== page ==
November 30th, 2015
This week has six economic reports set for release, including two that are considered to be highly important to the markets and mortgage rates. Some of this data will also influence the Fed's monetary policy decision later this month, raising the potential of a great deal of volatility in the markets and mortgage rates.
November’s manufacturing index from the Institute for Supply Management (ISM) is the first release of the week, coming at 10:00 AM ET Tuesday. This index measures manufacturer sentiment and can have a considerable impact on the financial markets and mortgage rates. Current forecasts call for a small increase in sentiment from October to November. October’s reading was previously announced as 50.1. A weaker reading than the expected 50.4 would be good news for the bond market and mortgage rates, especially if it falls below 50.0. A reading below that threshold means that more surveyed business executives felt business worsened during the month than those who felt it had improved. A sub-50 reading is considered a recessionary sign. The lower the reading the better the news it is for bonds because waning sentiment indicates a slowing manufacturing sector and makes broader economic growth less likely.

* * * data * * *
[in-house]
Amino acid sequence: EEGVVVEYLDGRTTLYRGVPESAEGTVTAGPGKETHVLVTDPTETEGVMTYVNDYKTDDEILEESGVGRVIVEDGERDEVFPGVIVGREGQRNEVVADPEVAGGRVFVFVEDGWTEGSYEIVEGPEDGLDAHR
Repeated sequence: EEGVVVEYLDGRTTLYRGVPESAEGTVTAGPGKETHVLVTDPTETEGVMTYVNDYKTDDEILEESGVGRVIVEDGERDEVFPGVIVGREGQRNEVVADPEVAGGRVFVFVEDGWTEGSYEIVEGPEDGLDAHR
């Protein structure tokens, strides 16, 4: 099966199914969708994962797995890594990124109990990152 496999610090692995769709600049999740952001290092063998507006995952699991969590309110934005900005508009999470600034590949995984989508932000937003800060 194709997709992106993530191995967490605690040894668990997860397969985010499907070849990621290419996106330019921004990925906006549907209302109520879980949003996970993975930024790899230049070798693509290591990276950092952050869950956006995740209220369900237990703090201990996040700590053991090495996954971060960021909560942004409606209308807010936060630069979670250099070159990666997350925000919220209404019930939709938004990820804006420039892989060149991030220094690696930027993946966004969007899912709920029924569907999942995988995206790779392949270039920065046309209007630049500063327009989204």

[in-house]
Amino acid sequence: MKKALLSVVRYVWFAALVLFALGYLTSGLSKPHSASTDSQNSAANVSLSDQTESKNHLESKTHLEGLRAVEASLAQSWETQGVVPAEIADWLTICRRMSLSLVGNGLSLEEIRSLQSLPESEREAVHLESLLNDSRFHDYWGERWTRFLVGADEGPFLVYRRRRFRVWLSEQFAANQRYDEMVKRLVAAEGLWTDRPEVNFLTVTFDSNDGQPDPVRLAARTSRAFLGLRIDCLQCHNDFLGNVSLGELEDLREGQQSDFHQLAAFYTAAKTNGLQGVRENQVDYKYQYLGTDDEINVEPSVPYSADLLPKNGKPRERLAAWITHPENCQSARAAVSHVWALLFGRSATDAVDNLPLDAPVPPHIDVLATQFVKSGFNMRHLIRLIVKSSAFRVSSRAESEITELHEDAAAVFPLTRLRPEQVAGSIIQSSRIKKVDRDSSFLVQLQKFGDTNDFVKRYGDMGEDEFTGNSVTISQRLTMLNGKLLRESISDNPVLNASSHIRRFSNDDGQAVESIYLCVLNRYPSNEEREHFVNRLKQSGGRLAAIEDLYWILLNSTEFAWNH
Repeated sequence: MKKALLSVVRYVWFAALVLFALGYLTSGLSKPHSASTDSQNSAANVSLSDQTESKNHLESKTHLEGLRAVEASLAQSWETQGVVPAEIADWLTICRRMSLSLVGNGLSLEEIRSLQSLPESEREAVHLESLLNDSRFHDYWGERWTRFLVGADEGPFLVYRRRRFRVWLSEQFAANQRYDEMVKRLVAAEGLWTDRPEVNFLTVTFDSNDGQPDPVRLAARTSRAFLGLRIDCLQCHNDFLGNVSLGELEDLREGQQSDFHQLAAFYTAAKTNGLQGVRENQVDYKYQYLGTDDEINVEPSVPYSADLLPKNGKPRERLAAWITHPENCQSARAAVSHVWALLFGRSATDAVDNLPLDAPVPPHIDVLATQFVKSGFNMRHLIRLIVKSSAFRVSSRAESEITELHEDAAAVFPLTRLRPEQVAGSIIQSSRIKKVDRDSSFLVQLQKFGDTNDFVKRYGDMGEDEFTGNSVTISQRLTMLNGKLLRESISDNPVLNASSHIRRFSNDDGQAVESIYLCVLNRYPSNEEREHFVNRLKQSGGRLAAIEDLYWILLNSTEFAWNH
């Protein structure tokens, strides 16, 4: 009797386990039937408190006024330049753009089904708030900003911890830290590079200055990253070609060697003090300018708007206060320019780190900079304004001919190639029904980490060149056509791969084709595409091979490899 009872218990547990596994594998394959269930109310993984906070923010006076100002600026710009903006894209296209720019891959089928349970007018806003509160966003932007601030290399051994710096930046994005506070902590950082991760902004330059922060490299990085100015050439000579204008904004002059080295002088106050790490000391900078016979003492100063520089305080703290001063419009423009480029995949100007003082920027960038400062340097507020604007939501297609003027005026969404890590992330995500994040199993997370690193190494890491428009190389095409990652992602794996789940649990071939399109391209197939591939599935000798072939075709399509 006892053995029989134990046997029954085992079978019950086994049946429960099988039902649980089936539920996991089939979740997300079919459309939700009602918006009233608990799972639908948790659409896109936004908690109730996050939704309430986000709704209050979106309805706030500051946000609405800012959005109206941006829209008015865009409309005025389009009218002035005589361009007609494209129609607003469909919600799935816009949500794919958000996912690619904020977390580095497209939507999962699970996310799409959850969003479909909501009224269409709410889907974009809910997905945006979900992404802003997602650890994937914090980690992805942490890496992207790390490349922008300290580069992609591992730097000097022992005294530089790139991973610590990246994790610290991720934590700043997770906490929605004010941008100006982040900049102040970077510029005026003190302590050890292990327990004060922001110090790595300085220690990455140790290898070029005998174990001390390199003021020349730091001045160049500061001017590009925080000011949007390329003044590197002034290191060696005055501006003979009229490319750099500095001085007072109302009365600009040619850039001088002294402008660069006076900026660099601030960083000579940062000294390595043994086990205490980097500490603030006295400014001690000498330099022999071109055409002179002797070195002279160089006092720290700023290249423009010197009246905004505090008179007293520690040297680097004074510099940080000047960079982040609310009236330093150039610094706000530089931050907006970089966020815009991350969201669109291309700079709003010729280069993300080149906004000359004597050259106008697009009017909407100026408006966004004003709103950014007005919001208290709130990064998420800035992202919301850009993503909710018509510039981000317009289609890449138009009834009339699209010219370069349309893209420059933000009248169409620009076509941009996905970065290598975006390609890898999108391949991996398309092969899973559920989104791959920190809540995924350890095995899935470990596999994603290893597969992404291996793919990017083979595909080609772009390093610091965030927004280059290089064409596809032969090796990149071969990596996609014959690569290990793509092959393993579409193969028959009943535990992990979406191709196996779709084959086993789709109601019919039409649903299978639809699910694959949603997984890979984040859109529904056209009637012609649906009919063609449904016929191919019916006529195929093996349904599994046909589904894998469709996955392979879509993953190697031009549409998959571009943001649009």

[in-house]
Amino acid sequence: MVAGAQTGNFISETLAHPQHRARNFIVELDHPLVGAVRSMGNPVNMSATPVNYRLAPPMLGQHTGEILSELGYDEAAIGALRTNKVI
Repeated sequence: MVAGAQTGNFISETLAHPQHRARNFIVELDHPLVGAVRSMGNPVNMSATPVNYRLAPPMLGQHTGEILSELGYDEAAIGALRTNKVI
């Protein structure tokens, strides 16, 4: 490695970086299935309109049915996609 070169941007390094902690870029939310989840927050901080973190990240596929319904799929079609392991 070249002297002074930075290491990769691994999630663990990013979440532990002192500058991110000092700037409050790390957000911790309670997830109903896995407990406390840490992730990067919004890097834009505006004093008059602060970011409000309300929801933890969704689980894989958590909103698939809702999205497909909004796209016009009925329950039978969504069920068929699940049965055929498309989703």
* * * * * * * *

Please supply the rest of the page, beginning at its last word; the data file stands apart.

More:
Wednesday has three reports we will be watching. The first is the ADP Employment report before the markets open, which has the potential to cause some movement in the markets if it shows much stronger or weaker numbers. This report tracks changes in private-sector jobs of the company’s clients that use them for payroll processing. While it does draw attention, it is my opinion that it is overrated and is not a true reflection of the broader employment picture. It also is not very accurate in predicting results of the monthly government report that follows a couple days later. Still, because we sometimes see a noticeable reaction to the report, it is on this week’s calendar. Analysts are expecting to see 185,000 new private-sector payrolls for November.